Ten Things You Need to Know Today: Monday 28 Nov 2016

1. Legal challenge to UK single market exit

British Influence, a pro-single market think-tank, is writing to Brexit Secretary David Davis to tell him it is making a legal challenge to Britain's exit from the single market. The group is seeking a judicial review to back its claim that the UK will not automatically leave the European Economic Area when it withdraws from the EU.

Remain-voting City lobby group calls for 'dramatic Brexit U-turn'

2. Fillon wins French presidential primary

Francois Fillon last night won the French Republican party's presidential primary and will be its candidate in the 2017 election, when he is expected to face far-right candidate Marine Le Pen. Fillon, who has a Welsh wife, is further to the right politically than most of his rivals for the candidacy, who included Nicolas Sarkozy.

Subscribe to The Week

Escape your echo chamber. Get the facts behind the news, plus analysis from multiple perspectives.


Sign up for The Week's Free Newsletters

From our morning news briefing to a weekly Good News Newsletter, get the best of The Week delivered directly to your inbox.

From our morning news briefing to a weekly Good News Newsletter, get the best of The Week delivered directly to your inbox.

Sign up

3. Trump makes baseless claim he won popular vote

Donald Trump claims he won the US popular vote "if you deduct the millions of people who voted illegally", although he offered no evidence to back this up. In reality, Democrat Hillary Clinton won two million more votes than the Republican businessman, who became president-elect through the electoral college system.

4. Aleppo: Civilians flee government forces

Thousands of civilians have fled from rebel-held areas of eastern Aleppo as the Syrian army continues its offensive. The Syrian Observatory for Human Rights says around 10,000 people have escaped to government-run western areas and the Kurdish-controlled north. There are said to still be 250,000 civilians in eastern Aleppo.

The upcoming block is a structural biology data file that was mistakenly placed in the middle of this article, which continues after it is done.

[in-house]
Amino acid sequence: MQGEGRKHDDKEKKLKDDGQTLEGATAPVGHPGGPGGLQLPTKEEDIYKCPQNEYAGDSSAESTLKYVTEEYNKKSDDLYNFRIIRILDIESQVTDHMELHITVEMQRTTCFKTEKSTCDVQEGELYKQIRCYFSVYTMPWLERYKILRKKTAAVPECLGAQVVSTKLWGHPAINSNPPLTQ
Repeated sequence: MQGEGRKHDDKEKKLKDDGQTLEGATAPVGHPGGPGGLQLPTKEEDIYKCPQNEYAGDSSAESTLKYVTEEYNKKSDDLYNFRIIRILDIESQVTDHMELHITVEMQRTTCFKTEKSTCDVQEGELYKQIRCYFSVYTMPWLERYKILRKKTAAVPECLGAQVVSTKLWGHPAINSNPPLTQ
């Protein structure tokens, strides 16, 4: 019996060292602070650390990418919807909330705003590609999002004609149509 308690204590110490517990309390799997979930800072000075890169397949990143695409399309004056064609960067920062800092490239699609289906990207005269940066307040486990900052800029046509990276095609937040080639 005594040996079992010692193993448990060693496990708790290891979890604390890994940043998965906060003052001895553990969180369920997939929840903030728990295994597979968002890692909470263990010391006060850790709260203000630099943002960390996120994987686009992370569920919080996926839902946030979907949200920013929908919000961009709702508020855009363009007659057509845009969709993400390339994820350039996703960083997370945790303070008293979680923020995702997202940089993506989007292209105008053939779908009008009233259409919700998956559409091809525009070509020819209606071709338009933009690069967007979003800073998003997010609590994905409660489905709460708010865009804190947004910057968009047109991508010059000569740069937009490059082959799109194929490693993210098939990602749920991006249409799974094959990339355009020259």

Syria 'planning a new chemical attack', US claims

5. Paul Nuttall takes over Ukip

Paul Nuttall, the MEP for north-west England, has been elected as the new leader of Ukip, taking over from Nigel Farage. Nuttall won 9,622 votes, 62.6 per cent of those cast, defeating former deputy chairwoman Suzanne Evans, who gained 2,973 votes (19.3 per cent), and ex-soldier John Rees-Evans, with 2,775 votes (18.1 per cent).

Nigel Farage: I could lead Ukip again

6. Coach at centre of football abuse scandal in hospital

Barry Bennell, the convicted paedophile at the centre of football's sex abuse scandal, is in hospital after being found unconscious at a hotel in Stevenage. The former Crewe Alexandra coach has been named by a number of former players, who have spoken out about their ordeals. Four police forces are investigating claims of historical abuse.

Football sex abuse scandal: Who is coach Barry Bennell?

7. Coach removed from Lewisham sinkhole

A French tourist coach which dropped into a sinkhole on Lee High Street in Lewisham, south-east London, on Saturday has been pulled free. The hole opened up when a water main burst, flooding the road. Around 90 people were removed from the coach, which had to be removed by a crane.

8. Ed Balls voted off Strictly Come Dancing

Former shadow chancellor Ed Balls has been voted off the BBC's Strictly Come Dancing after a dance-off with TV judge Robert Rinder. His unlikely run on the show was characterised by his intense commitment to learning the dance routines. He said he had had a "wonderful time".

9. Japan: Outcry over fish frozen in ice

An amusement park in Japan has closed its ice rink following protests over a display of dead fish frozen in the ice. The fish were arranged as if swimming, leading skaters to think they had been frozen alive. However, they been bought dead from a local wholesaler.

10. Briefing: Iceland (the country) sues Iceland (the supermarket)

Iceland is suing Iceland over its "exceptionally broad and ambiguous" Europe-wide trademark registration. Confused? Well, the government of the North Atlantic island nation is taking legal action against the UK supermarket chain of the same name, claiming its businesses are not being allowed to describe themselves using the word "Iceland".

Iceland (the country) sues Iceland (the supermarket) over name

Continue reading for free

We hope you're enjoying The Week's refreshingly open-minded journalism.

Subscribed to The Week? Register your account with the same email as your subscription.